This absorbing session ended all too quickly, and Smaill’s thoughtful, articulate and often funny answers to Neale’s questions clearly impressed the audience, given the stream of people who bought her book from the University Bookshop counter straight after the session. And yes, I was one of those people. The book and the session both sounded too good for me to leave empty-handed.

Reviewed by Feby Idrus, from the event on Sunday 10 May

Anna Smaill will be talking about The Chimes at an event called ‘Memory Loss‘ at the Auckland Writer’s Festival this coming weekend.

Q & A with Anna Smaill, author of The Chimes

Anna Smaill is the author of The Chimes, a post-apocalyptic novel I reviewed here recently. Smaill has previously published a book of poetry, The Violinist in Spring (VUP, 2005). The Chimes is a wonderful journey through music and emotion, I highly recommend it. We have two copies to give away this week, click through to enter.

My initial feeling when opening this book was ‘wow, a world full of song and music cv_the_chimes– how amazing’. This turns out to be such a bitter double-edged sword. What made you consider using music as saviour and disabler?
I think the seed of the idea probably came from my own relationship with music, which was also double-edged in this way. I love music, but I’ve also had periods of my life when I’ve felt cut off from it, where it has been difficult to play or even listen to it. I’m constantly intrigued by the way music operates on this higher, emotional realm, but also requires the utmost physical dedication, commitment and stamina. Keeping the two in balance seems to me quite an amazing feat for any player. I think when you separate the mind and body there’s a tendency to treat the body as a sort of machine. And in that is the potential for obsessive behaviour, even violence (as anyone who has seen the movie Whiplash can attest). The novel was really a way of pushing this idea further, as a sort of thought experiment.

Can you elaborate on the role of pactrunners, which Simon and Lucien are, in the society of the time?
Pactrunners are groups of young people who scavenge for palladium ore in the underground tunnels in London. They are parentless, highly competitive, and almost tribal – their territory is determined by the old tributaries of the lost London rivers. In the world of the novel, palladium emits a kind of silence – which is what makes it both valuable and risky.

pp_anna_smaillMemory objects strike me as something we all keep, though of course we have our minds intact. It is the type of thing we put into time capsules – a concept I have always enjoyed. Tell me about one of your own memory objects.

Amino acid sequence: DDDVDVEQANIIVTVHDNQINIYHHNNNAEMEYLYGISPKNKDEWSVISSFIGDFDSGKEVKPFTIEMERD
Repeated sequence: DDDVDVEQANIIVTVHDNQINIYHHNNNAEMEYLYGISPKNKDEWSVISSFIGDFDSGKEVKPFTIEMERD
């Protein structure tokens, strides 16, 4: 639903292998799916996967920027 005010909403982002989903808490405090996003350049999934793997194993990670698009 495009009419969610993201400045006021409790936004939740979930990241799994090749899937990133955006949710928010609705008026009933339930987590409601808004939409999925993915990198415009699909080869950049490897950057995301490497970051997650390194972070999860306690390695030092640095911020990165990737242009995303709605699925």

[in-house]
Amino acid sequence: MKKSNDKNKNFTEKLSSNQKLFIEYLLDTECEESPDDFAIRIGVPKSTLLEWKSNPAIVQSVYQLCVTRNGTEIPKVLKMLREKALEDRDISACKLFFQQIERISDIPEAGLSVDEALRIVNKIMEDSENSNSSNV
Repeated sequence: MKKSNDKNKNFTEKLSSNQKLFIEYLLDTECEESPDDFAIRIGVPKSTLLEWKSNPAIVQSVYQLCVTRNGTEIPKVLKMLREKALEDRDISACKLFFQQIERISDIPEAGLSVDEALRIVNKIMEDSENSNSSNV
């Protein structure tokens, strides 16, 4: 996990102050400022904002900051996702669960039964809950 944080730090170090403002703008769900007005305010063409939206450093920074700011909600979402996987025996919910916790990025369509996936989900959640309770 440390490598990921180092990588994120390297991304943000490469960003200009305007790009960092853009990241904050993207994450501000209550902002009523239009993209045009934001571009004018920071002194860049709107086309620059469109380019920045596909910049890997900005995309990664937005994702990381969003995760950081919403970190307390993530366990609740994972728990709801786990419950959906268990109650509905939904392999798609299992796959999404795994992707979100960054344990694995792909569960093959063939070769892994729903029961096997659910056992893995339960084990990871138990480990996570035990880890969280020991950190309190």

Yes, this is exactly what strikes me as well – we all keep a sort of structure to support our memories and identities in the physical possessions we stow around us. I think this is why I find moving house so traumatic! I’m rather drawn to small metal tins, and I do have one battered flaky one (Meggeson’s Universal Antiseptic Pastilles) that has moved with me wherever I’ve relocated. When I was growing up I used to keep it on my desk to store various treasures, and thus it always reminds me of that room, along with attendant teenage intensities, traumas, etc.

In doing a bit of research, I realised that the ravens you use as symbolic to the freedom of England actually exist, and have been kept for centuries. How fascinating! What aspects of the mythology around these ravens have you used in writing the novel?
There’s something so wonderful about the fact that the ravens are still kept at the Tower of London, and I loved reading about the practical details of their existence: one of the beefeaters is a raven master dedicated to their care; they get 6oz of raw meat a day; once one of the ravens was dismissed for poor conduct (apparently he had a taste for television aerials). The ravensguild song I wrote for The Chimes is based on the names of some of the past tower ravens, and in this there was a wonderful intersect with Norse mythology. Huginn (“thought”) and Muninn (“mind”, or “memory”) were the names of Odin’s ravens. In the Poetic Edda, Odin talks about how they fly all over the world, and how he fears for their safe return. That myth is central to the world of the novel.

Tell us more about The Chimes and how they are heard by individuals all over the country. Was there a Carillion in particular that you based the Oxford Carillion on?
The idea for Chimes was influenced by the very real phenomenon of infrasound, and the way certain vibrations can act on the nervous system. It borrowed from the hinterlands of internet discussion about sonic weaponry, and (I suspect) was shaped by my own personal experience of living next to a park in Tokyo from which was broadcast each morning a loud call for group calisthenics. I love that a very telling ‘i’ has sneaked into your spelling of “carillon” there. New Zealanders tend to pronounce it with four syllables, rather than the three it gets in other countries. I think it makes for a more fluid sound to the ear!